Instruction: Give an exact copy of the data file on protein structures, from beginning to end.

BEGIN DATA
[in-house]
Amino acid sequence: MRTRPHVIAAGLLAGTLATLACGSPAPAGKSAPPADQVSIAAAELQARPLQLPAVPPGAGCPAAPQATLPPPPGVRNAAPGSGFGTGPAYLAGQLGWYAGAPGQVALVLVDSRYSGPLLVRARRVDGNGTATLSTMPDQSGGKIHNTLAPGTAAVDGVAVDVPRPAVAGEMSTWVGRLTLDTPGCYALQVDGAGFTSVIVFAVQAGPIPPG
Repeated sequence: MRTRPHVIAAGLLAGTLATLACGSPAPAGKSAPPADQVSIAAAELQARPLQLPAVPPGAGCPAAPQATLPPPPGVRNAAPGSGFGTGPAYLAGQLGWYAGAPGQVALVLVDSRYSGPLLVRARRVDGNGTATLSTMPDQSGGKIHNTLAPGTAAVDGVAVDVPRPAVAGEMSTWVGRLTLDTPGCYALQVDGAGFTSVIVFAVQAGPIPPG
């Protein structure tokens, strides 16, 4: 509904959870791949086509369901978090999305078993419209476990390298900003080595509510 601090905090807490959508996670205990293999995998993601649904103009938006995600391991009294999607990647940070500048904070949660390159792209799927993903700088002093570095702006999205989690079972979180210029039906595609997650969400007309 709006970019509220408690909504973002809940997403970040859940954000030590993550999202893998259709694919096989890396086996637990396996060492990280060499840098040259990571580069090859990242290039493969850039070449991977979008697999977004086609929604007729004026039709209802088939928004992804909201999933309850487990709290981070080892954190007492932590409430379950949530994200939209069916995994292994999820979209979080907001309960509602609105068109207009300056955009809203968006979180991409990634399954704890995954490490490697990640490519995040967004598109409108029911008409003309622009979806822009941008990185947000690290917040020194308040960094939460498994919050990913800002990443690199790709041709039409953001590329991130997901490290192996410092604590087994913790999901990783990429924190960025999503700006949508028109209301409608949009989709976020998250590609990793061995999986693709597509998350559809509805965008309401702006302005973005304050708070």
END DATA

[in-house]
Amino acid sequence: MRTRPHVIAAGLLAGTLATLACGSPAPAGKSAPPADQVSIAAAELQARPLQLPAVPPGAGCPAAPQATLPPPPGVRNAAPGSGFGTGPAYLAGQLGWYAGAPGQVALVLVDSRYSGPLLVRARRVDGNGTATLSTMPDQSGGKIHNTLAPGTAAVDGVAVDVPRPAVAGEMSTWVGRLTLDTPGCYALQVDGAGFTSVIVFAVQAGPIPPG
Repeated sequence: MRTRPHVIAAGLLAGTLATLACGSPAPAGKSAPPADQVSIAAAELQARPLQLPAVPPGAGCPAAPQATLPPPPGVRNAAPGSGFGTGPAYLAGQLGWYAGAPGQVALVLVDSRYSGPLLVRARRVDGNGTATLSTMPDQSGGKIHNTLAPGTAAVDGVAVDVPRPAVAGEMSTWVGRLTLDTPGCYALQVDGAGFTSVIVFAVQAGPIPPG
């Protein structure tokens, strides 16, 4: 509904959870791949086509369901978090999305078993419209476990390298900003080595509510 601090905090807490959508996670205990293999995998993601649904103009938006995600391991009294999607990647940070500048904070949660390159792209799927993903700088002093570095702006999205989690079972979180210029039906595609997650969400007309 709006970019509220408690909504973002809940997403970040859940954000030590993550999202893998259709694919096989890396086996637990396996060492990280060499840098040259990571580069090859990242290039493969850039070449991977979008697999977004086609929604007729004026039709209802088939928004992804909201999933309850487990709290981070080892954190007492932590409430379950949530994200939209069916995994292994999820979209979080907001309960509602609105068109207009300056955009809203968006979180991409990634399954704890995954490490490697990640490519995040967004598109409108029911008409003309622009979806822009941008990185947000690290917040020194308040960094939460498994919050990913800002990443690199790709041709039409953001590329991130997901490290192996410092604590087994913790999901990783990429924190960025999503700006949508028109209301409608949009989709976020998250590609990793061995999986693709597509998350559809509805965008309401702006302005973005304050708070």